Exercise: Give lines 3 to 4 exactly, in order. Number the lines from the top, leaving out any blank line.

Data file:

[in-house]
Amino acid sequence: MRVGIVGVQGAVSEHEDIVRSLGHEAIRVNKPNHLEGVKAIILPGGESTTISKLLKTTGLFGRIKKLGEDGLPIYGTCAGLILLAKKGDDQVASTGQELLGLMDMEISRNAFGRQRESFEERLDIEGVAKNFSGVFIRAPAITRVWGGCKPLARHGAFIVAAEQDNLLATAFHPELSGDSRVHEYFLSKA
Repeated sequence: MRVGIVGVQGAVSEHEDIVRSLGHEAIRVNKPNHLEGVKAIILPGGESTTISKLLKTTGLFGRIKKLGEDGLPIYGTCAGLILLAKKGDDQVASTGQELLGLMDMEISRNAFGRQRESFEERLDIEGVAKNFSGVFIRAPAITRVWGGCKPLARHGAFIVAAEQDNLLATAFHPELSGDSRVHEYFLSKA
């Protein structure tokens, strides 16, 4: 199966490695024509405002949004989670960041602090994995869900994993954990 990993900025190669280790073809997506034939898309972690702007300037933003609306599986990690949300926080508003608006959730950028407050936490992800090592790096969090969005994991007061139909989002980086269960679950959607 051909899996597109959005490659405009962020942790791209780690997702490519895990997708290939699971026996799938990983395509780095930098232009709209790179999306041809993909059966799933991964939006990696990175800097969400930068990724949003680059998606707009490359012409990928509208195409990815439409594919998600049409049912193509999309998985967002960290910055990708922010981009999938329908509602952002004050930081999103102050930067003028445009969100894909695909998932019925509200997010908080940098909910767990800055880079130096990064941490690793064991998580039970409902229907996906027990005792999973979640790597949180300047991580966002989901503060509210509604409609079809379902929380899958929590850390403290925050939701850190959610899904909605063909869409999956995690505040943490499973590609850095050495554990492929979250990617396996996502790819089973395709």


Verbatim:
Repeated sequence: MRVGIVGVQGAVSEHEDIVRSLGHEAIRVNKPNHLEGVKAIILPGGESTTISKLLKTTGLFGRIKKLGEDGLPIYGTCAGLILLAKKGDDQVASTGQELLGLMDMEISRNAFGRQRESFEERLDIEGVAKNFSGVFIRAPAITRVWGGCKPLARHGAFIVAAEQDNLLATAFHPELSGDSRVHEYFLSKA
């Protein structure tokens, strides 16, 4: 199966490695024509405002949004989670960041602090994995869900994993954990 990993900025190669280790073809997506034939898309972690702007300037933003609306599986990690949300926080508003608006959730950028407050936490992800090592790096969090969005994991007061139909989002980086269960679950959607 051909899996597109959005490659405009962020942790791209780690997702490519895990997708290939699971026996799938990983395509780095930098232009709209790179999306041809993909059966799933991964939006990696990175800097969400930068990724949003680059998606707009490359012409990928509208195409990815439409594919998600049409049912193509999309998985967002960290910055990708922010981009999938329908509602952002004050930081999103102050930067003028445009969100894909695909998932019925509200997010908080940098909910767990800055880079130096990064941490690793064991998580039970409902229907996906027990005792999973979640790597949180300047991580966002989901503060509210509604409609079809379902929380899958929590850390403290925050939701850190959610899904909605063909869409999956995690505040943490499973590609850095050495554990492929979250990617396996996502790819089973395709």